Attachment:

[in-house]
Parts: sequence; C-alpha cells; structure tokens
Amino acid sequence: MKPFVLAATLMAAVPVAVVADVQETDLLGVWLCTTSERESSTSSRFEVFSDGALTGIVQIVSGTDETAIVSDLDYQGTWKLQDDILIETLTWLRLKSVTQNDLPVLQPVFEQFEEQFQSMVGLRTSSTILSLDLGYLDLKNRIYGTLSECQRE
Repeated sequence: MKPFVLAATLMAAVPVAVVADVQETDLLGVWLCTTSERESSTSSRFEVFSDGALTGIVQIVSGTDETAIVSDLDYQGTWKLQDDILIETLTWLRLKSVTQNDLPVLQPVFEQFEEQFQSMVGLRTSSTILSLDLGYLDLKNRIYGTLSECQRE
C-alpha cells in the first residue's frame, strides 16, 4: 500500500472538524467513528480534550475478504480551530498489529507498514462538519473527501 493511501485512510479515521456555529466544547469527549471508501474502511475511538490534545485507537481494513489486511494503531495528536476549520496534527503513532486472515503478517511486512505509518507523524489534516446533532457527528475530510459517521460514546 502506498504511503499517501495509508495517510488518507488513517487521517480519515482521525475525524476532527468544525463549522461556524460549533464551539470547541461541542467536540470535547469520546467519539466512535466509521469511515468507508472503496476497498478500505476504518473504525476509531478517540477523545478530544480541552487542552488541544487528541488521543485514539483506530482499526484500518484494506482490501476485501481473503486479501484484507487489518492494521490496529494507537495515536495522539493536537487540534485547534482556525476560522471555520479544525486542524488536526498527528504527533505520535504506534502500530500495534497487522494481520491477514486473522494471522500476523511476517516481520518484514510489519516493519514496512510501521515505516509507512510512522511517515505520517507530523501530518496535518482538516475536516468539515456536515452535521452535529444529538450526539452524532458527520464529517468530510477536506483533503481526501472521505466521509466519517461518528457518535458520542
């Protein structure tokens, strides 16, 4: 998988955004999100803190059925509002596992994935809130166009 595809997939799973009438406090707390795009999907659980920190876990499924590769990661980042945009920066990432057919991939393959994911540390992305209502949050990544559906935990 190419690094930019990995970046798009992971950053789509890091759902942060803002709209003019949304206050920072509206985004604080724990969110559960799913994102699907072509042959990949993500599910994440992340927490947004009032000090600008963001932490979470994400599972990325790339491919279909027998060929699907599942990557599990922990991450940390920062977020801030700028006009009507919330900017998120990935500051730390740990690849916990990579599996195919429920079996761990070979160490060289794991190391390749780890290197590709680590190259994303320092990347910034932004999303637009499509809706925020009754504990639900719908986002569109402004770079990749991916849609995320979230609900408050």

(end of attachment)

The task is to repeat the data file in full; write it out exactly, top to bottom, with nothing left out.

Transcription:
[in-house]
Parts: sequence; C-alpha cells; structure tokens
Amino acid sequence: MKPFVLAATLMAAVPVAVVADVQETDLLGVWLCTTSERESSTSSRFEVFSDGALTGIVQIVSGTDETAIVSDLDYQGTWKLQDDILIETLTWLRLKSVTQNDLPVLQPVFEQFEEQFQSMVGLRTSSTILSLDLGYLDLKNRIYGTLSECQRE
Repeated sequence: MKPFVLAATLMAAVPVAVVADVQETDLLGVWLCTTSERESSTSSRFEVFSDGALTGIVQIVSGTDETAIVSDLDYQGTWKLQDDILIETLTWLRLKSVTQNDLPVLQPVFEQFEEQFQSMVGLRTSSTILSLDLGYLDLKNRIYGTLSECQRE
C-alpha cells in the first residue's frame, strides 16, 4: 500500500472538524467513528480534550475478504480551530498489529507498514462538519473527501 493511501485512510479515521456555529466544547469527549471508501474502511475511538490534545485507537481494513489486511494503531495528536476549520496534527503513532486472515503478517511486512505509518507523524489534516446533532457527528475530510459517521460514546 502506498504511503499517501495509508495517510488518507488513517487521517480519515482521525475525524476532527468544525463549522461556524460549533464551539470547541461541542467536540470535547469520546467519539466512535466509521469511515468507508472503496476497498478500505476504518473504525476509531478517540477523545478530544480541552487542552488541544487528541488521543485514539483506530482499526484500518484494506482490501476485501481473503486479501484484507487489518492494521490496529494507537495515536495522539493536537487540534485547534482556525476560522471555520479544525486542524488536526498527528504527533505520535504506534502500530500495534497487522494481520491477514486473522494471522500476523511476517516481520518484514510489519516493519514496512510501521515505516509507512510512522511517515505520517507530523501530518496535518482538516475536516468539515456536515452535521452535529444529538450526539452524532458527520464529517468530510477536506483533503481526501472521505466521509466519517461518528457518535458520542
């Protein structure tokens, strides 16, 4: 998988955004999100803190059925509002596992994935809130166009 595809997939799973009438406090707390795009999907659980920190876990499924590769990661980042945009920066990432057919991939393959994911540390992305209502949050990544559906935990 190419690094930019990995970046798009992971950053789509890091759902942060803002709209003019949304206050920072509206985004604080724990969110559960799913994102699907072509042959990949993500599910994440992340927490947004009032000090600008963001932490979470994400599972990325790339491919279909027998060929699907599942990557599990922990991450940390920062977020801030700028006009009507919330900017998120990935500051730390740990690849916990990579599996195919429920079996761990070979160490060289794991190391390749780890290197590709680590190259994303320092990347910034932004999303637009499509809706925020009754504990639900719908986002569109402004770079990749991916849609995320979230609900408050």